Among the many top reasons to buy a new vehicle, the warranty you get is surely one of them. Essentially, for several years, you're worry-free, and most of the issues you might have with your car will be fixed, free of charge, with a visit to the dealership.
Of course, thanks to all the improvements in the way cars are designed, engineered, and assembled, we're in a sort of heyday for reliability; cars are often trouble-free—other than routine maintenance and maybe a few minor niggles—for five years or, in most cases, well beyond that.
Today's new-car warranties for mass-market mainstream and luxury vehicles come with basic warranties that range from three years or 36,000 miles up to five years or 60,000 miles, and powertrain warranty coverage that stretches as long as ten years or 100,000 miles for some brands (Kia and Hyundai). And as part of that coverage, most automakers now offer roadside assistance, too.
It’s obviously a good idea to know what your warranty covers before you need it. In the case of the bumper-to-bumper warranties, pretty much anything short of a failure caused by an accident, or obvious or deliberate abuse—such as running the engine without adequate oil, or driving the car into a lake—will be taken care of at no cost to you, by the dealer (who sends the bill for parts and labor to the manufacturer who built your vehicle).
Normal wear and tear: usually still out of your pocket
Be aware, however, that routine service—such things as oil changes, brake pad replacement, tires (which have a separate warranty issued by the tire company), and other parts such as those, which are subject to normal wear and tear, are generally not covered by the new car warranty. You still have to pay for them out of pocket. That includes, by the way, the clutch in vehicles equipped with a manual transmission—which is often considered a "normal wear and tear part."
Bottom line: No matter what the warranty, subject your vehicle to driving styles that almost everyone would agree are exuberant or excessive (track time, or drag-racing), and if there's evidence you'll be footing the bill.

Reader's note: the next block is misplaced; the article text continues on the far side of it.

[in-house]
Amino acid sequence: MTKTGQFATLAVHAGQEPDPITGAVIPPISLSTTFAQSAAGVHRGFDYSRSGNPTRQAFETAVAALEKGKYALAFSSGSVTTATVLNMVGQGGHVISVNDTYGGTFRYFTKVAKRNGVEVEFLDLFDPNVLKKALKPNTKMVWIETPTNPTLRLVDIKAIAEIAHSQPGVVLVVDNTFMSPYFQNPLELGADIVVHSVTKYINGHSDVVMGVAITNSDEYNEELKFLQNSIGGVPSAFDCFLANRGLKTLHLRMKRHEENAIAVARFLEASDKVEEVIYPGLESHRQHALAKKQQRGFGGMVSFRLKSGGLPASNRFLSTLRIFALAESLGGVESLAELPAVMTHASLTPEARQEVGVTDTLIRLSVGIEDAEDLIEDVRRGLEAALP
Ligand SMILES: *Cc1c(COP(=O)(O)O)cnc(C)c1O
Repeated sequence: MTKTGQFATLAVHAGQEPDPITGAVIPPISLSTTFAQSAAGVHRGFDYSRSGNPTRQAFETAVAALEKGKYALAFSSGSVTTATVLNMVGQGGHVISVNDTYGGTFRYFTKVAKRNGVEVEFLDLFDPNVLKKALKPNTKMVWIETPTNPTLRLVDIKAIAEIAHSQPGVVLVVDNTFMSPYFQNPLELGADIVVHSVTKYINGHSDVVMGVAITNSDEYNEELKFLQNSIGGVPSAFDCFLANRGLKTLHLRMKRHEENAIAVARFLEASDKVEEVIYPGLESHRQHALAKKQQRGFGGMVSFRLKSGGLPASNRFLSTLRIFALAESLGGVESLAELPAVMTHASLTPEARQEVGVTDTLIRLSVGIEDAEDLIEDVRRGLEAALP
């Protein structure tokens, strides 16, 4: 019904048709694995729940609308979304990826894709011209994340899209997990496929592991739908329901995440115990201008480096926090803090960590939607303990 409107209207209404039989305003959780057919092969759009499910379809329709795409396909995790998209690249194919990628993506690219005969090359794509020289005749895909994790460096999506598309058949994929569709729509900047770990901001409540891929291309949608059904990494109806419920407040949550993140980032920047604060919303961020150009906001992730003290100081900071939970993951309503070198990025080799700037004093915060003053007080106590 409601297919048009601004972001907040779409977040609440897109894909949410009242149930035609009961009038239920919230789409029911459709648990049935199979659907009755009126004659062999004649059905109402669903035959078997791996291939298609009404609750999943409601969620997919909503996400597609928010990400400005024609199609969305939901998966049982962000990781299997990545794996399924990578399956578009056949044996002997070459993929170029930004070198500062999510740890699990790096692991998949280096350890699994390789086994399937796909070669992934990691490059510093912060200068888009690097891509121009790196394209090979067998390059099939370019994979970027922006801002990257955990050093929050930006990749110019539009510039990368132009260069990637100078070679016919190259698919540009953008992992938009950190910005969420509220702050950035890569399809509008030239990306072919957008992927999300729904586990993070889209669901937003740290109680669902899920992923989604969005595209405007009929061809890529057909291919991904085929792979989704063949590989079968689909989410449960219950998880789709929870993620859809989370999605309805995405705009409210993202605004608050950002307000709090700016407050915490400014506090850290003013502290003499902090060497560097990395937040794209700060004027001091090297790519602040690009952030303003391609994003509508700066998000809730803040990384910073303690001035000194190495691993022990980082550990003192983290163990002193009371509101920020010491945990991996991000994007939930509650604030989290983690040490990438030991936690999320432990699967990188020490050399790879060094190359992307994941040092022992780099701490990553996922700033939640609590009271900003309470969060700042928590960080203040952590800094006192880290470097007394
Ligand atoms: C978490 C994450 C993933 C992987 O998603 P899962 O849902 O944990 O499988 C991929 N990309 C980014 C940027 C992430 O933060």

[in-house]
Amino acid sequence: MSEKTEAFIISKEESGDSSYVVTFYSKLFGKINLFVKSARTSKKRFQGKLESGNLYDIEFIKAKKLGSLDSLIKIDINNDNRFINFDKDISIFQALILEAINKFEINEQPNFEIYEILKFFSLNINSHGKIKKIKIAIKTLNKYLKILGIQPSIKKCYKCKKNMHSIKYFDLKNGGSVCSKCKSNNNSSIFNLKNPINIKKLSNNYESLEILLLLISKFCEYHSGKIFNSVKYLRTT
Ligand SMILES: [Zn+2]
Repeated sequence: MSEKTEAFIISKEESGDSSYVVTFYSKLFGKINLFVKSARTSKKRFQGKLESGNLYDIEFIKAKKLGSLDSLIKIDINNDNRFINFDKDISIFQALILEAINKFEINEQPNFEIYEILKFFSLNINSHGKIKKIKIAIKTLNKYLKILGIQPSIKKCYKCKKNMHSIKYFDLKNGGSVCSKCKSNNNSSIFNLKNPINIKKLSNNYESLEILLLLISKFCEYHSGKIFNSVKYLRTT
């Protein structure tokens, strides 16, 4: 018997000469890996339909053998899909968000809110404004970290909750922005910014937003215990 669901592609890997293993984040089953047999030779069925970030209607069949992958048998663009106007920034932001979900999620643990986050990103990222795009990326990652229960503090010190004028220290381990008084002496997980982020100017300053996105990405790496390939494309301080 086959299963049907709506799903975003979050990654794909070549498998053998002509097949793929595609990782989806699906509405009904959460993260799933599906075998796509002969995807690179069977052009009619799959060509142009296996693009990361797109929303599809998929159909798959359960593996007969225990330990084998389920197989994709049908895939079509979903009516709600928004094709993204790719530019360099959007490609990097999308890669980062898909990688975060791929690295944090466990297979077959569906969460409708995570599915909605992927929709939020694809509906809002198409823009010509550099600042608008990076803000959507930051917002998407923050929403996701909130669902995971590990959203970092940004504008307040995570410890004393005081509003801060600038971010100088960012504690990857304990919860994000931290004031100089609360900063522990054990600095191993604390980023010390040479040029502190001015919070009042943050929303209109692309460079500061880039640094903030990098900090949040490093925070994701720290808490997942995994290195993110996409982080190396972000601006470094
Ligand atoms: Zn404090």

The bumper-to-bumper warranties are supplemented by powertrain coverage that extends—longer and to much higher mileage in most cases—but it only covers core engine, transmission, and drive components. So if your alternator fails, for instance, you're probably still going to pay.
After the new-car warranty is over...
Once the manufacturer's bumper-to-bumper and powertrain warranties have expired, you're on your own. This is where extended warranties come in.
Most manufacturers also have key information about their warranties and what is or isn't covered as part of their consumer websites (here from GM, for instance).
The very nice thing about new vehicle warranties is that they are manufacturer-backed, which means you have recourse to the automaker (GM, Ford, Toyota, etc.) in the event your local dealer is giving you grief or not handling a problem to your satisfaction. There are manufacturer-supported regional customer service representatives that you can call if such a situation arises; the customer service rep can mediate on your behalf with the dealer or service manager to resolve the difficulty. Contact information is usually contained in your owner's manual, or with the paperwork that came with your vehicle.
But no guarantee is forever — and once the manufacturer's bumper-to-bumper and powertrain warranties have expired, you're on your own. This is where extended warranties come in.
Extended warranties: Rarely as advantageous as they sound